Dear brothers and sisters in Christ,
May the peace and grace of our Lord Jesus Christ continue to fill your hearts in this Easter season! This Sunday, we celebrate the Ascension of the Lord. In fact, St. Luke is very clear that this event took place “forty days” (Acts 1:3) after the Resurrection, thus, on a Thursday; but for our convenience, we are allowed to transfer the solemnity to Sunday. We should remember, however, St. Luke’s precision, and why “Ascension Thursday” still has innate meaning for us.
In celebrating the Ascension, we should also recall how our Lord is always blazing the trail to heaven for us. He goes before us, in his full humanity as well as his full divinity, in order that we should follow him in our turn. As we are united to him in this life, through our prayers and good works, and especially through the holy Sacraments, so we hope to be united to him in the next life.
We hope this not only for our soul, but also ultimately for our body, so that the fullness of our humanity, body and soul, will be saved in union with the fullness of his (see Catechism of the Catholic Church, #990-1004). The Ascension teaches us clearly and truly about God’s salvation for the body together with the soul.
The body, Christ therefore reveals, is not fundamentally the enemy of the soul. It is not something separate from “me,” as if my true self were somehow only the spiritual part of me. The body is an integral part of God graciously creating each of us. Certainly, we experience our finitude more in our body than our soul; for example, in the body’s aging and sickness, and in the various disabilities and inabilities which we all share. We also experience the reality of sin in our body differently than in our soul, and our body offers particular avenues of temptation for us to sin by gratifying our appetites in ways disordered to their proper, God-given ends.
But we also experience so much joy in our body. “Do you not know that your bodies are the members of Christ?” (1 Cor 6:15) And in perhaps the most profound sense of divine gift, in the vocation to marriage and family life, the body becomes the means of our cooperation with God in bringing new people into existence, according to his plan from the beginning. The body, therefore, is essentially good in itself, a positive part of God’s plan for our existence and salvation. It is, therefore, only right that it be destined to be in heaven with him in the end, as our faith holds.
Our relationship to the rest of God’s creation should therefore be parallel to this relationship between body and soul. God made the natural world not only to reveal himself to us, but also to sustain and serve us in our bodily existence. The same kinds of principles can be seen: for example, the goodness of all that God creates; the harmony of the parts of nature, and our place in it and over it (see e.g. Psalm 8); the distinction of right uses from wrong, of temptations from God-given ends; and the obligations of good stewardship, for the sake of the inherent goodness and the destined end. These principles inform a “Catholic environmentalism,” a Biblical and Christ-like way of acting towards God’s creation in nature that values it in itself as God’s creature, and in its utility for our human thriving; but that does not idolize it or subordinate human flourishing to it, as so much of secular environmentalism seems to do.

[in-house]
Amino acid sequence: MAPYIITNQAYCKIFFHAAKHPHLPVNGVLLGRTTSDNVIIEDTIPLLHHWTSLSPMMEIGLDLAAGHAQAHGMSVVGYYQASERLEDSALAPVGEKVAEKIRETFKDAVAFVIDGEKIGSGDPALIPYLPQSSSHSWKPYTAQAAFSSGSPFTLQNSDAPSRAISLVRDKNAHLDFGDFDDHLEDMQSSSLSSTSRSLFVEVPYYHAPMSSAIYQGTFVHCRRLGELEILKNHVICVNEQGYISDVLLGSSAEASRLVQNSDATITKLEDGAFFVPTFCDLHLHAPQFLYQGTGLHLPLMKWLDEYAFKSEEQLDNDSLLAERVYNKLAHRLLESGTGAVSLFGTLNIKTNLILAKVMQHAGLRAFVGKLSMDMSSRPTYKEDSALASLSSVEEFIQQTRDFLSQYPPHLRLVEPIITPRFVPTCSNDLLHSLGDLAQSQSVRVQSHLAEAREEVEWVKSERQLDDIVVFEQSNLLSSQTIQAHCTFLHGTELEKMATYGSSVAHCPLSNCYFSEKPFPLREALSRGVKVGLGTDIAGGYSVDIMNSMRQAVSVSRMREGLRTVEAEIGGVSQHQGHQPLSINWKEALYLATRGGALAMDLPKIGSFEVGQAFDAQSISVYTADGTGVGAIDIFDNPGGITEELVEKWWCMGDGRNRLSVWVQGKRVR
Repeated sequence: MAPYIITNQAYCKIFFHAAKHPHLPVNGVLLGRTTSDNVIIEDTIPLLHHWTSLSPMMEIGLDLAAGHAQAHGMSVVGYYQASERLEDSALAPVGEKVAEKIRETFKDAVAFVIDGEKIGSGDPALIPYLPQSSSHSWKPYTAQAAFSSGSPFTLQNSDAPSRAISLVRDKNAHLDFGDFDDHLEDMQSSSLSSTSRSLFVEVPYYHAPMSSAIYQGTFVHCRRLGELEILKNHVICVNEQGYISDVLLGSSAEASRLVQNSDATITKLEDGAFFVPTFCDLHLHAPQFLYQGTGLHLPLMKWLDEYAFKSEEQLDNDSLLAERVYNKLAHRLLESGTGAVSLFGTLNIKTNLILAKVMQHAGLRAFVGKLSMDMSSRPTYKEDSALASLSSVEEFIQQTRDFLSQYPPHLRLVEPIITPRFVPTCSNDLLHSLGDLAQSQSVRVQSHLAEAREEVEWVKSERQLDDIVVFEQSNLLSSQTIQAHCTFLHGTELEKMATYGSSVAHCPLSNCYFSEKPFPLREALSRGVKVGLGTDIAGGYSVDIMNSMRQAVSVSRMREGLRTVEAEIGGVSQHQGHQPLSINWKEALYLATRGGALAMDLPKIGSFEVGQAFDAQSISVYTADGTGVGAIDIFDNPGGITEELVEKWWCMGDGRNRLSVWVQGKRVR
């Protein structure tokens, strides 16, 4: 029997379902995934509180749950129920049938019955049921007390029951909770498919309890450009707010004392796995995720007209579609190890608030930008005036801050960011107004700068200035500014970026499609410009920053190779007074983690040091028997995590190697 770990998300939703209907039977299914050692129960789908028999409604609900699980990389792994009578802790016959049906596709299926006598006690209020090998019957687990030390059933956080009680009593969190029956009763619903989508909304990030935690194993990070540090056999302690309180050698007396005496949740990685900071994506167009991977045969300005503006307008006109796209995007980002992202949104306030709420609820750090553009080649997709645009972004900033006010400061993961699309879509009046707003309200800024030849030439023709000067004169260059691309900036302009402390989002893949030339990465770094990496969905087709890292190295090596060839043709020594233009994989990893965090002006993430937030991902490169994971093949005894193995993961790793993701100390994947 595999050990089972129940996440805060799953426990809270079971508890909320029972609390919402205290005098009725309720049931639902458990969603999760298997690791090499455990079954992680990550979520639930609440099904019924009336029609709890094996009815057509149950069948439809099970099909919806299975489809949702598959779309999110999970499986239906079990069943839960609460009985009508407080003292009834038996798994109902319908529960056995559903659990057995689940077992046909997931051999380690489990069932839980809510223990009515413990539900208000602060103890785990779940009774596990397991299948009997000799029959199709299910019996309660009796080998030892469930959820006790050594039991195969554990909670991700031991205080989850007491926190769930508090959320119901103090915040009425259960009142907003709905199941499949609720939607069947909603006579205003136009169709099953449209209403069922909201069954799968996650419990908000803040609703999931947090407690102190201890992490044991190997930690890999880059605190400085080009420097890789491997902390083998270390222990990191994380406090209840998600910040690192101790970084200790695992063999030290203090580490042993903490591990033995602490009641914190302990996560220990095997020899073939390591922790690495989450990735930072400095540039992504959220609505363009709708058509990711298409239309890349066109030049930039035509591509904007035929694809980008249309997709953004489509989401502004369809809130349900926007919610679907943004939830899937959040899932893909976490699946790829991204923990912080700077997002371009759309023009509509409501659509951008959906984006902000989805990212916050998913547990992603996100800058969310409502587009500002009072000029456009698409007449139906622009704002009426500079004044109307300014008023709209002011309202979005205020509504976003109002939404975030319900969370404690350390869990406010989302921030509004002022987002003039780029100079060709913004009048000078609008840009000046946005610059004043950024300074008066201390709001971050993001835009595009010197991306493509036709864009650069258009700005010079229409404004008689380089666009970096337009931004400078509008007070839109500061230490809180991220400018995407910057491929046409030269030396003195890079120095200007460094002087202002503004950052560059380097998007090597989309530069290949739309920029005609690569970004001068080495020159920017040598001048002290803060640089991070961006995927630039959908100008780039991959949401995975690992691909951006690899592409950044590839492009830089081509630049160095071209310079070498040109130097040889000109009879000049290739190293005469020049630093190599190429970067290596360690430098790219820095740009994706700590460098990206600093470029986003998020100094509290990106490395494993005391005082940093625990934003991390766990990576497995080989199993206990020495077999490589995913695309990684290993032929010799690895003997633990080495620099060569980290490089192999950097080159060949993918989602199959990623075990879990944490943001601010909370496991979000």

Here in our rural diocese, we know well how dependent we are upon God’s creation. Even though our farming is largely industrialized, and very much for profit rather than for family subsistence, still, it is quite obvious to us that only God’s bounty of soil and water, good weather and good stock, brings us a plentiful and useful harvest. Our labor is necessary but not sufficient: “I planted, Apollo watered, but God gave the increase” (1 Cor 3:6).
In the same way, we understand how necessary it is to do everything we can to be good stewards of the bounty of the land: to conserve water and topsoil, to fertilize so the soil remains healthy and fruitful, to cooperate with the weather by planting and harvesting at the proper times, and so on. We work hard to achieve two goals, not ultimately in conflict with each other: a good harvest this year, and another good harvest in the future as well. We know that when we do these things, and are blessed with good weather in the proper seasons, we are not only dignified by work and enriched by it, but also feed the poor throughout the world. In these and similar ways, we are already practicing much of what our faith instructs about a good and sustainable relationship with the natural world.
Please pray for our farmers in these days of planting crops, and likewise for weather suitable for a plentiful harvest. May God always give us the grace to praise him through our labor and our generosity to those in need.
Please pray also for me, and for all the ministry and the cross-bearing of all the clergy and faithful of our diocese. God bless you all most abundantly!
Your brother in Christ,
Most Reverend R. Walker Nickless
Bishop of Sioux City